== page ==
Seminar Series

Portraits of Neuronal Communication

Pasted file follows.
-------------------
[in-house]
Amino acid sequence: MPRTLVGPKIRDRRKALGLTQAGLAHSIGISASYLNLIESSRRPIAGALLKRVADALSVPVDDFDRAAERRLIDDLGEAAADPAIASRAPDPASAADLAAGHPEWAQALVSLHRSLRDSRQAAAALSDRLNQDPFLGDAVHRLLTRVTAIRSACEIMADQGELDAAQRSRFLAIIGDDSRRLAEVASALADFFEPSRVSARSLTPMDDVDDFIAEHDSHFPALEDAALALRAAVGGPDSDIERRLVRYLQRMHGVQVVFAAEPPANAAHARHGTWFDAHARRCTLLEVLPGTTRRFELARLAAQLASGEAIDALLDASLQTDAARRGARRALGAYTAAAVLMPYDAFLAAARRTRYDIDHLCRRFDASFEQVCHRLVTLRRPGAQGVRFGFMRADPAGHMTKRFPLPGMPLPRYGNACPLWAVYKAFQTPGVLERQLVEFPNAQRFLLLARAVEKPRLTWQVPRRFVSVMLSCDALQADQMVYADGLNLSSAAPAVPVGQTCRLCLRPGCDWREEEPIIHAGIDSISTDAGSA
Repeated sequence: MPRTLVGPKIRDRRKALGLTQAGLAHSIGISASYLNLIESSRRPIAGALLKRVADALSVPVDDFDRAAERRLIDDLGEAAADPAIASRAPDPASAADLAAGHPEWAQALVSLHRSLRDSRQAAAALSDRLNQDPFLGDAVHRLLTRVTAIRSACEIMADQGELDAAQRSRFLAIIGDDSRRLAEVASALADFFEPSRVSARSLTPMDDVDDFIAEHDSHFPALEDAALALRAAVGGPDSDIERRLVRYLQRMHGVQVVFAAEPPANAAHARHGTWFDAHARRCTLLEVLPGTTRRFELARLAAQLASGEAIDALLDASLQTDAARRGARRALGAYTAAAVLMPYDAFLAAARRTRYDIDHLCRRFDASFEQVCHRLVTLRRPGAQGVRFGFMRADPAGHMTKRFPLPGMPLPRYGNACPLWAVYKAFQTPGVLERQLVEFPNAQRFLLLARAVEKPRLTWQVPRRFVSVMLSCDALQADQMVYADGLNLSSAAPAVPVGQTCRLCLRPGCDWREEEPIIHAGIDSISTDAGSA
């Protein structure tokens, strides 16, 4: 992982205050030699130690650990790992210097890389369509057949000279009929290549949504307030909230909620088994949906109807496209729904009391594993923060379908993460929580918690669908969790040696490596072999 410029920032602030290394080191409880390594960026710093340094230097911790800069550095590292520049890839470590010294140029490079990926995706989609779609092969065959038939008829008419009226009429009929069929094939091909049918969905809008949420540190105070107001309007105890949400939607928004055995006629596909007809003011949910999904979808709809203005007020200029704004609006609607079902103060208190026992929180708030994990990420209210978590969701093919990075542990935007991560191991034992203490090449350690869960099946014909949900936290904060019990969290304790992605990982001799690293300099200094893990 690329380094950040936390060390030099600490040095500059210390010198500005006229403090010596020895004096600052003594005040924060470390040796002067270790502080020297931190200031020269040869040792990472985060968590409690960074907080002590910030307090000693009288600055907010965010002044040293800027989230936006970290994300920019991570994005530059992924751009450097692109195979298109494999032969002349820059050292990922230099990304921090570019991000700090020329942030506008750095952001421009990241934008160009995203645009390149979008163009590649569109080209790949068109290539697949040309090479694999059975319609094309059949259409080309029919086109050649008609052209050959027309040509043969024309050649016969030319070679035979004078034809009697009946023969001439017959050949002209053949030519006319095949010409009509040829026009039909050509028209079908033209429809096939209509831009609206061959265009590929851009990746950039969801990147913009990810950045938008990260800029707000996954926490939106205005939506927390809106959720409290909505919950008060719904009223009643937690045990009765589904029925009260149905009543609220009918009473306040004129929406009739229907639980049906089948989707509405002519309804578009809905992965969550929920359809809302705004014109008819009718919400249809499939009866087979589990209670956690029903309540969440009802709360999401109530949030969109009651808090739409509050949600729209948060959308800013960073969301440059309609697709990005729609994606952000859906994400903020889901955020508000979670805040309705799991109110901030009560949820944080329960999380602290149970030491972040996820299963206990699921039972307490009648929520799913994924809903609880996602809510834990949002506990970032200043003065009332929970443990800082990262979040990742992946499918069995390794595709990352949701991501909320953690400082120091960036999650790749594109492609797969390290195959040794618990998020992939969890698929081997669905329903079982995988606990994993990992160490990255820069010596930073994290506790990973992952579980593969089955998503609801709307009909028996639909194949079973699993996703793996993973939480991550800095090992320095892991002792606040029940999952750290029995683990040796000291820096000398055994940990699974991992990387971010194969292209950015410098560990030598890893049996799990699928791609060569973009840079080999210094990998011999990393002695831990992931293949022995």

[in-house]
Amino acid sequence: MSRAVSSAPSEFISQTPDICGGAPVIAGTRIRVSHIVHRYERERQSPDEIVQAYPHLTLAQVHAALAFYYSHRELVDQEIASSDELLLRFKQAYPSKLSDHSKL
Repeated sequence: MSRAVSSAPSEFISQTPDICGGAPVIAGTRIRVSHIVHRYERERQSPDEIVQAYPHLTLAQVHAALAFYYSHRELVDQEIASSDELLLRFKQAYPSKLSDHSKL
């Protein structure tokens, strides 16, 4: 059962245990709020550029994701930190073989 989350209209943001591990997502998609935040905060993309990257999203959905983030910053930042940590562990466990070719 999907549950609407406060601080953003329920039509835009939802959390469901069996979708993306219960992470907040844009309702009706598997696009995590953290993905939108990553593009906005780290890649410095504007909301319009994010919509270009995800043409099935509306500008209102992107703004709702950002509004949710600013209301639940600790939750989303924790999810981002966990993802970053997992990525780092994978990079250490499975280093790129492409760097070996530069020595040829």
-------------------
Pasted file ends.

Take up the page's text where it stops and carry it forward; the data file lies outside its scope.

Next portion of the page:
The brain is organized as a network of highly specialized networks of spiking neurons. To exploit such a modular architecture for computation, it is essential for the brain to be able to regulate the flow of spiking activity between these networks. Such communication critically depends on the pattern of anatomical links between neuronal networks and the physiology of the neurons involved. While the convergent-divergent connections generally found between neuronal networks facilitate communication, signal transmission is hampered by sparse connectivity, weak synaptic strength, noise in pre and postsynaptic neuronal activity and strong levels of inhibition. Over the last decade, both theoretical models and experimental data have considerably improved our understanding of inter-network communication. In particular, three prominent mechanisms (synfire communication, communication through coherence and communication through resonance) have been proposed, each one employing different biophysical mechanisms to ensure the flow of spiking activity, despite the presence of noise weak/sparse connectivity and inhibition. Here, we will link these mechanisms within a coherent framework that is rooted in the theory of dynamical systems. Communication between networks can thus be understood as trajectories in a two-dimensional state space, spanned by the properties of the input. Such 'portraits of neural communication' reveal whether communication will be successful or not. Moreover, we identify different regions within this state space that define the conditions under which each of these mechanisms contributes to a stable flow of spiking activity. Importantly, this synthesis sheds light on the complementary role of fast oscillations in the gamma range and non-oscillatory spike signals in neuronal network communication. The framework also considers nested oscillations as an important control mechanism for flexibly routing spiking signals to both allow and prevent communication between specific networks. In such nested oscillations, a low-frequency rhythm (e.g. alpha/theta-band oscillations) modulates the power of high-frequency oscillations (gamma band). We show that under some conditions, slow oscillations can modulate the time required to set off resonance in faster oscillating networks and, thereby, regulate communication between specific networks. Moreover, we discuss the potential role of competition in creating a contrast between opened and closed communication channels, and aberrant communication within psychiatric disorders.